I am pleased to share the December instalment of the BBG Legal Blog. This month’s blog comes from Mark Raymont, a Partner at member law firm, Pinsent Masons, an International law firm with offices throughout the region and globally.
I am pleased to share the December instalment of the BBG Legal Blog. This month’s blog comes from Mark Raymont, a Partner at member law firm, Pinsent Masons, an International law firm with offices throughout the region and globally. Here, Mark shares his perspectives on ADIPEC and the energy sector more generally. Mark will be joining us as a panelist at the BBG Energy Dinner next month, when he will share his insights, along with other industry experts, on the legal issues being faced by the energy sector here in the Middle East. Many thanks Mark!
Last month, more than 2,200 global firms, including 42 major national and international oil companies, gathered at the 21st edition of the Abu Dhabi International Petroleum Exhibition & Conference (ADIPEC) in the UAE.
The four-day event highlighted the shifting dynamics of the global energy landscape. Overall, the mood was reasonably buoyant as industry players swopped market intelligence and insights on key issues and trends, which naturally included pricing and supply, as well as investment opportunities and digital disruption in the sector. The overall impression was that the numbers attending were up on last year with increased footfall reported by our friends and contacts around the exhibitors stands.
There is little doubt that 2018 has been an eventful year for the energy sector, and the effect of geopolitical tensions in the Middle East, including the re-imposition of sanctions on Iran, and the general upswing in oil prices were particular topics of discussion. As oil pricing has recovered to levels where most producers are starting to become more profitable (and balance sheets are repairing rapidly), there was a general mood of optimism in the discussions and debates that were held around the conference tempered with caution as to how the political issues in the region were likely to play out.
Feedback from our own networking evening held with FWB Park Brown during ADIPEC, which involved a number of key players in the oil and gas sector, reflected this general optimism with the existing challenges and opportunities within the local market being a fruitful source of debate. Key future issues were identified as including a reasonably high chance of a supply crunch towards the middle of the next decade if capital expenditure doesn’t swing back as a major priority, the implications for the energy sector of the general lack of investment during the last three years, and the continuing lack of investment in greenfield exploration, predicted for the future, all of which factors may well mean that supply is likely to tighten.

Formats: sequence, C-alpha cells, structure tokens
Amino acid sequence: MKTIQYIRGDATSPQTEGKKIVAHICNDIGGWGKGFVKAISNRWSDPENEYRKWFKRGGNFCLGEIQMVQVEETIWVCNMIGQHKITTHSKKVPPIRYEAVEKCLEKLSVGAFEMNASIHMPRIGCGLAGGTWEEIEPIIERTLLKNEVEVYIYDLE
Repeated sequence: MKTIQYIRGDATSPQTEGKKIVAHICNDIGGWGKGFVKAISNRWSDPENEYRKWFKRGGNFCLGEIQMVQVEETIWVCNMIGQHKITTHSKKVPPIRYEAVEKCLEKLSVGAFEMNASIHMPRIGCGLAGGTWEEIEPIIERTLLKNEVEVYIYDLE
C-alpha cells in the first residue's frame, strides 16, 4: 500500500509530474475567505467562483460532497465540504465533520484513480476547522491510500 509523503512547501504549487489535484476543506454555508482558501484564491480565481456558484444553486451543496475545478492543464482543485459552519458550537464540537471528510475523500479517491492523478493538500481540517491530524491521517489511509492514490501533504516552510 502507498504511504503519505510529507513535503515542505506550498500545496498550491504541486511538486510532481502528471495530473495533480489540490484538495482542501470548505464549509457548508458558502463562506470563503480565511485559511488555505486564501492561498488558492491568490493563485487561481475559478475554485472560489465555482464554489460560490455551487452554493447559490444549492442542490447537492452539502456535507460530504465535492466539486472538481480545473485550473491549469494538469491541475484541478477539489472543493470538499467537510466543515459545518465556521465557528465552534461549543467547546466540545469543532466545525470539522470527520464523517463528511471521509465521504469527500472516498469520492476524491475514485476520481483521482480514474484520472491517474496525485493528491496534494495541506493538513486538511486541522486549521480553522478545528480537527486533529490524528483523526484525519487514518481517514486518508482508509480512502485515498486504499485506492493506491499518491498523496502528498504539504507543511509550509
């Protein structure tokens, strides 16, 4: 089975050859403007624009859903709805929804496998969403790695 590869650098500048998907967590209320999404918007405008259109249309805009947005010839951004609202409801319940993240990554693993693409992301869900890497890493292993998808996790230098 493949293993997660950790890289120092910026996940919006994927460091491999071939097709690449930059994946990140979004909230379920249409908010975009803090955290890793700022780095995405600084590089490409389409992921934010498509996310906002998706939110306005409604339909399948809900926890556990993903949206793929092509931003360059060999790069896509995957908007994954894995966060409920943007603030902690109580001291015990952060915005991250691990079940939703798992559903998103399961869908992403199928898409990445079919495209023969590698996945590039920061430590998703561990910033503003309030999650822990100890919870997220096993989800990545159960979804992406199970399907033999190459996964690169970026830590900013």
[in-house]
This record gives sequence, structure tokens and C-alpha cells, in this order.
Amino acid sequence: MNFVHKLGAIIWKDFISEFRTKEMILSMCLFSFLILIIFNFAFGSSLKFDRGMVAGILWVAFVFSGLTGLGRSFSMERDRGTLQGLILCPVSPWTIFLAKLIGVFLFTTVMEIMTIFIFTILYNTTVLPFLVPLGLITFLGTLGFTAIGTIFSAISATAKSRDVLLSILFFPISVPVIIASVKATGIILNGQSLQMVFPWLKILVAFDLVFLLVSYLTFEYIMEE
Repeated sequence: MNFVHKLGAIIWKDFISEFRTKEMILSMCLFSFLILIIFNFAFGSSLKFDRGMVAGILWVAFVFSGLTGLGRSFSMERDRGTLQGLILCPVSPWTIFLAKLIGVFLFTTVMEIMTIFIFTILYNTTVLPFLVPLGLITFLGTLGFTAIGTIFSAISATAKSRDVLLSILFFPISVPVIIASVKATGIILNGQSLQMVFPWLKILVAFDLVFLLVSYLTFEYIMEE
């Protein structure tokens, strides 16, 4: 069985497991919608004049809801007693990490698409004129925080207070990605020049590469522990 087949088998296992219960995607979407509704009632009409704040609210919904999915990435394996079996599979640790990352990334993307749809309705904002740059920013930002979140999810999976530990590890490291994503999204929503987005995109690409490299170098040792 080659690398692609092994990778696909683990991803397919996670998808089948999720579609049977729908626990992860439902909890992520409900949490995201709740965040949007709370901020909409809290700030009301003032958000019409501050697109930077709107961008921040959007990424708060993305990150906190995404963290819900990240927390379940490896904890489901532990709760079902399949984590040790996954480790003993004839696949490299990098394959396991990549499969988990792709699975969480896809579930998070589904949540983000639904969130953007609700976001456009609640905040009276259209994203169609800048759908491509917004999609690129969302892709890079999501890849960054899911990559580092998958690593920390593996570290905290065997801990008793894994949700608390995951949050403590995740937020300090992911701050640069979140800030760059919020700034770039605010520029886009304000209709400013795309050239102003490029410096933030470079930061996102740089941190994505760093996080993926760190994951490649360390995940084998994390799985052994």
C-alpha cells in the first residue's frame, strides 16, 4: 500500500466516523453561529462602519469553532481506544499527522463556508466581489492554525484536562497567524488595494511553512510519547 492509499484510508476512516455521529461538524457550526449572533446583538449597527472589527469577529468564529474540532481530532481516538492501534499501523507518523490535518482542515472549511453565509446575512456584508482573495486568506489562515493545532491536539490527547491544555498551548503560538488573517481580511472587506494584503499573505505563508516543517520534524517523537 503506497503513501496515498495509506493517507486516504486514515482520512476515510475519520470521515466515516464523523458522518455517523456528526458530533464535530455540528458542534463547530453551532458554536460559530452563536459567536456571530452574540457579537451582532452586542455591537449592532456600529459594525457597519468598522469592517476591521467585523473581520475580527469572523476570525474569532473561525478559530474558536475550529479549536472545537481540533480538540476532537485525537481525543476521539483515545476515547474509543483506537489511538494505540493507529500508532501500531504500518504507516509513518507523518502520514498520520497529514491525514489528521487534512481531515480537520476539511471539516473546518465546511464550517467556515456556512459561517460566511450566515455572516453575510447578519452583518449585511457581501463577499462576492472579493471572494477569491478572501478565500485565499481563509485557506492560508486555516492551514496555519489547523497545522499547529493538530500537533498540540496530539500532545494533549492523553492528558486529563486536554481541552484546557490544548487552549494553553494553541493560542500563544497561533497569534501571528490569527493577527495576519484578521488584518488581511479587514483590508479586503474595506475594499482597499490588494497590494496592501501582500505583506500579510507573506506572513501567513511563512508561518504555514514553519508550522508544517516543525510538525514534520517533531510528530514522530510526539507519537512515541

Having said this, the Middle East is focused on strongly driving growth in conventional oil output; witness for example the fact that the Abu Dhabi National Oil Company (ADNOC) has awarded 700,000bpd of offshore concessions in a bid to raise production by 2021. There would also appear to be a clear determination to continue to increase the supply of Liquefied Natural Gas (LNG), with ADNOC and Saudi’s national oil company Saudi Aramco agreeing to explore more opportunities for collaboration in the natural gas and liquefied natural gas sectors.
Another key topic that was highlighted during our discussions with friends and clients at this year’s ADIPEC was the use of technology - this has been instrumental in exploring new markets and facilitating new supply streams – see for example the signing of a bilateral agreement between Egypt and Cyprus for the construction of an underwater pipeline to export natural gas to Egypt. This gives rise to a realistic prospect that Egypt could be a key supplier of gas to Europe in the near future.
More generally, environmental issues were also on the agenda. There was, for example, some discussion around companies such as Shell aiming for zero emissions by 2070 in a bid for a more environmentally sustainable practice and our Head of Projects, Tim Armsby, highlighted the fact that the dwindling demand from internal combustion engines and improved vehicle standards may well see the demand oil for transportation stop growing in the next decade. With the exception of passenger transport sectors such as shipping, trucking and air transport, liquid hydrocarbons likely to remain dominant long into the future, with hydrogen and electricity being the only possible disruptors for these fields. However, the technology is not quite ready to support the changes in the short term, resulting in an increase in price for liquid hydrocarbons globally.
In short, the general consensus was that the GCC is rapidly gearing towards economic diversification, investing in technology, tourism and entrepreneurship as the focus shifts to a more diversified economy. Looking ahead, it is likely that governments will to continue to roll out policies focused on nurturing innovation, technology, entrepreneurship and human capital, all with the ultimate aim of reducing reliance on the oil and other energy sectors.